In a true startup, you have an early phase of experimentation. You ship fast, the rules are loose, and you break things. The cost of mistakes slowly increases, until one day you realize that mistakes are no longer worth the fast & rule-free iteration. Maybe it’s lost revenue, maybe it’s unhappy customers, or maybe it’s something else. The point is: Feedback has been received and rules were made. It is in that moment I believe you stop being a startup. You now have inherent value and it can be risked.
If you have experienced engineering leaders, what happens next is fairly straightforward. You start iteratively adopting bits of process, bits of pipelines & tooling, orderly hiring — your leaders reach into their toolbox and suggest fixes that slowly grow into something cohesive that lets humans keep moving at speed without running into each other so much.
If you don’t have that experience, what happens next is fairly predictable: arbitrary rules & gatekeeping. “We only can release if X, Y, Z sign off personally” is a classic. “No one can touch A without person X reviewing it” is another. The common theme is they are often individual-based (as opposed to role- or team-based) and designed as hurdles to slow things down to a “safe speed”. From there, your culture gets a bit weird. You hire new folks who are afraid to touch anything they weren’t explicitly assigned. Your knowledge is in the heads of a few key veterans. And your releases slowly grind to a halt as everyone follows “the rules” and aren’t empowered to change them. Your entire department is in lock-step with the founder or first technical lead and the boot gets heavier and heavier by the day.
Now you have a second problem: You can’t hire super senior developers to come in and help fix it. They can smell the problem a mile away and don’t want anything to do with it. You don’t have a team, really, you have someone setting the rules and bunch of developers following the rules, and they’ve seen this movie and it doesn’t end well for them if they agree to tackle it. They will come in with tools and ideas but quickly find that no one has the authority to make changes and so things continue to stall. The power rests somewhere upstream and is inaccessible, no matter how much experience they bring to bear.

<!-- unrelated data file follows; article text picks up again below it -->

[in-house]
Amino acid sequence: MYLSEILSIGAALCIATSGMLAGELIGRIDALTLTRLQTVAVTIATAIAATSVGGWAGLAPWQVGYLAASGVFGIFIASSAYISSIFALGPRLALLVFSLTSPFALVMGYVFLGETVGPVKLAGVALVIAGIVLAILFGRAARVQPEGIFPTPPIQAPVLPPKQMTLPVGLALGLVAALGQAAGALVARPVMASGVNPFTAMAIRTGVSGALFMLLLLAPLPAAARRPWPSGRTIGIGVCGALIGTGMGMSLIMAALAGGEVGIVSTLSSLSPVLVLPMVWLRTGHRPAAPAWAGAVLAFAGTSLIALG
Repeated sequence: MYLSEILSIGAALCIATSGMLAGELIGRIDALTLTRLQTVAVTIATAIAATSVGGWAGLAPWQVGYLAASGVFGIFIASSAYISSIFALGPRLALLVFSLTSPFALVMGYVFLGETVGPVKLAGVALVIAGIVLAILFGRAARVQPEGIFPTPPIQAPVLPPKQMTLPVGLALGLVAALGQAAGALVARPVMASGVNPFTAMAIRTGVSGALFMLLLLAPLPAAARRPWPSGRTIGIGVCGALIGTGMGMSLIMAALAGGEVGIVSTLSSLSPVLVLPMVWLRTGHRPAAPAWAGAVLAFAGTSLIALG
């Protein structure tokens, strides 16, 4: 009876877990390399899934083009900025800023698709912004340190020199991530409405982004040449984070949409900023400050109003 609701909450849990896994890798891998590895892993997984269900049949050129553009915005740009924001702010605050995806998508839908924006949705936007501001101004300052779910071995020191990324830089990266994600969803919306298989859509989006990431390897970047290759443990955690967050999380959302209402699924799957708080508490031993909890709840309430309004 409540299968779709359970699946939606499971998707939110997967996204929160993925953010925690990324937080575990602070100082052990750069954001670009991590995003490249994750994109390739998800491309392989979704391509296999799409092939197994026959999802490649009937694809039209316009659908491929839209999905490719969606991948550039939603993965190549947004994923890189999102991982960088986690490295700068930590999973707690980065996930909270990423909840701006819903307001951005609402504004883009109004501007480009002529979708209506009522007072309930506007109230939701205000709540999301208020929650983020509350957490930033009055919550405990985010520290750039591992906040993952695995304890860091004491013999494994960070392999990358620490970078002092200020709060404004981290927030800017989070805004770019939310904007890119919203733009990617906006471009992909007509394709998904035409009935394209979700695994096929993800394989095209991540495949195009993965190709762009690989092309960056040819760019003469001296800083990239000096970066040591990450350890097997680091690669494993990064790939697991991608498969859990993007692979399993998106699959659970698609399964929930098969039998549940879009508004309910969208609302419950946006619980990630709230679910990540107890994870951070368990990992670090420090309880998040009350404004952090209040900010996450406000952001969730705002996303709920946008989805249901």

If you don’t invest in engineering leadership early and prioritize good management as its own discipline, you end up in a spiral of trying to find the most-clever but green developers available, releasing them into your org, and watching them flounder and bounce. It’s very tempting to skip the investment because you’re not doing the math right.
Say I have five engineers today. If I have enough revenue for a new hire, I’m likely to think in terms of productivity per dollar. So maybe I could A) hire one senior dev now, or I could B) hire a junior and MUCH SOONER have money for a second junior, or I could C) wait and hire no one so that after a bit longer I could afford a very senior engineering lead or manager. Here’s how a novice approaches this: A new senior dev is 20% more productivity (5 become 6)! Or I could hire juniors and OFFLOAD tasks from my other more experienced devs and maybe get a 40% gain!! Or, I could hire a manager/super senior and get… some squishy value, maybe.
I cannot adequately convey how myopic and inexperienced this view is. Good leadership is a force multiplier. Like, double. Like, triple. Finding a leader your engineers trust is worth its weight in gold. It’s incredibly hard, but the idea of it being some sort of dollar-based “trade-off” with more bodies-in-chairs sooner is ludicrous. Figuring this out early in the lifecycle of your company is a bigger competitive advantage than any feature you’ll ever dream up.